In Minnesota, where an “uncommitted” push began on Monday before the state’s March 5 primary, Gov. Tim Walz, a top Biden surrogate, said a group of demonstrators had been protesting Mr. Biden’s position on Israel outside his home every day. Others have protested at recent events Mr. Walz has attended to mark Martin Luther King’s Birthday and an appearance at a community college.

“It is concerning, as it should be,” Mr. Walz, who is also the chairman of the Democratic Governors Association, said in an interview on Wednesday. “This is what the political process is supposed to do. It forces us to be making sure we’re hearing folks. They are in pain. They are frustrated. They want to see something done.”

The Michigan activists who organized the three-week “uncommitted” effort on a $200,000 budget — a relative pittance in a populous state — judged their share of the vote to be a success. On Wednesday, they warned again that Mr. Biden risked losing to former President Donald J. Trump if he did not stop the war or break from Israel’s government.

“We’re asking you, President Biden, to stop killing our families before you come and ask for our support,” said Abbas Alawieh, one of the movement’s organizers.

James Zogby, the founder of the Arab American Institute in Washington and a Democratic National Committee member since 1993, said Mr. Biden and the White House had no choice but to engage with those angered by the war in Gaza and to keep shifting the administration’s approach to the conflict.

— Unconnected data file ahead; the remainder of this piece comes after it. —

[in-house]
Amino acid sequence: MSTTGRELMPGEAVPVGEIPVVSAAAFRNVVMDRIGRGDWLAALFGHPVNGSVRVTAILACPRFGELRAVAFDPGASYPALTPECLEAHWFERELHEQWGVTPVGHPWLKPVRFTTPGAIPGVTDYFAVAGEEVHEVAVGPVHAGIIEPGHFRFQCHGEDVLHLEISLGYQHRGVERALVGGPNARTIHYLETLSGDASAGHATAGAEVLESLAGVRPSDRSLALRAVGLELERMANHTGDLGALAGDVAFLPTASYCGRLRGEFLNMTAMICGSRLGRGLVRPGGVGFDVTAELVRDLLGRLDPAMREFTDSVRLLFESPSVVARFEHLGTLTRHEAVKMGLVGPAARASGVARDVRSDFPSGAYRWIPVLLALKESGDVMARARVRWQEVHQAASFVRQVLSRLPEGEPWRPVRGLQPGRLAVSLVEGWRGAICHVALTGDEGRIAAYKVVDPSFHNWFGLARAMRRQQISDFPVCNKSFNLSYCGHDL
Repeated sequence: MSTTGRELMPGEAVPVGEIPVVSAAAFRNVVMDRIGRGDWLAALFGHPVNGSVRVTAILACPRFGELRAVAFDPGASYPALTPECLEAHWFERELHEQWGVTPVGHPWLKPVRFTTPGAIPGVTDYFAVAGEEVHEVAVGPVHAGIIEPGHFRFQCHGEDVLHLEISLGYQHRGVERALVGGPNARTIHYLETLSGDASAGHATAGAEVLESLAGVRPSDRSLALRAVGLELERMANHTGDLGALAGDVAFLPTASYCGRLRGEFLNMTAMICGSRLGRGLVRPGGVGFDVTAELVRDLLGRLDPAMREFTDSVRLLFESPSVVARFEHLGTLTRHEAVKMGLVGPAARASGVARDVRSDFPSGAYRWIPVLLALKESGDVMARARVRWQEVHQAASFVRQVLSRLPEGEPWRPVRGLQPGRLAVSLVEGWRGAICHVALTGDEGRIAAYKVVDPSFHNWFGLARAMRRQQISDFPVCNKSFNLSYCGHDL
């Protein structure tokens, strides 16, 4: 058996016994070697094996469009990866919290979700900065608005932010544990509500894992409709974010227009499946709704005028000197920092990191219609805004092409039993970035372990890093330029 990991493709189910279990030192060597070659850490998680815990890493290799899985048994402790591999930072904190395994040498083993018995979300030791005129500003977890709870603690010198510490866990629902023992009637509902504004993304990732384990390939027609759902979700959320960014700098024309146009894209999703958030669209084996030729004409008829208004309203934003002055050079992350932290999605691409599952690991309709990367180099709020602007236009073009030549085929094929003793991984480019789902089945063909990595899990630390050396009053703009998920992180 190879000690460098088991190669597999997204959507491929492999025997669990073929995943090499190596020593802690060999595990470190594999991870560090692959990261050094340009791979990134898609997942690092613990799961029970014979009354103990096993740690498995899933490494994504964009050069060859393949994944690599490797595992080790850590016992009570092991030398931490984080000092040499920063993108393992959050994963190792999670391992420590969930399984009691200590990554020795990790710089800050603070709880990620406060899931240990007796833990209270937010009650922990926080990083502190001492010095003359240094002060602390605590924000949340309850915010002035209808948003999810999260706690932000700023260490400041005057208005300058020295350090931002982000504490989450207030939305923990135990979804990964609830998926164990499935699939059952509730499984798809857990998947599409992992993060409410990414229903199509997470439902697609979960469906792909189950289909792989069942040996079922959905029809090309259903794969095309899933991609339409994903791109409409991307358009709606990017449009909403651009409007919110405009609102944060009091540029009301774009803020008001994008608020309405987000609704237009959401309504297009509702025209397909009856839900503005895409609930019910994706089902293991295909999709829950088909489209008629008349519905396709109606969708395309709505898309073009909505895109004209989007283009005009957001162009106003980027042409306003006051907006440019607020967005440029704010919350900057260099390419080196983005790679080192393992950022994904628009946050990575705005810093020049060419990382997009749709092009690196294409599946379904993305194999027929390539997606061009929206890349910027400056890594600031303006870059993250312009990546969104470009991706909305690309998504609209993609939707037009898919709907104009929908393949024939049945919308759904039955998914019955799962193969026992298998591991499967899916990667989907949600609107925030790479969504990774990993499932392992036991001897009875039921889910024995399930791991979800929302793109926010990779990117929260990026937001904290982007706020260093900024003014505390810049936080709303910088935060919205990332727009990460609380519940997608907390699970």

“I can’t help them if they don’t want to be helped,” he said. “I’m not giving up because I don’t want to see Donald Trump back in the White House, but they have to help us help them.”

Still, the results on Tuesday suggested that Mr. Biden had managed to limit the political damage over his Israel policy.

In the six college towns that are home to Michigan’s largest public universities, “uncommitted” received 18 percent support — a share higher than the statewide percentage and enough to raise concerns about the general election, but well short of the anti-Biden margins in Dearborn and other areas with large Arab American populations.

The “uncommitted” organizers, and the progressives who followed their lead, did not push a broader case about Mr. Biden’s political standing or his age, which have for months been a central focus of Democratic worries about his prospects in the general election.

In Colorado, which also holds its primary on March 5, former Representative David Skaggs wrote an essay in The Denver Post last week announcing that he would vote “uncommitted.” Expressing deep reservations about Mr. Biden’s political strength, he warned that negative perceptions about the president’s age would “haunt the Biden campaign” and potentially doom it to defeat.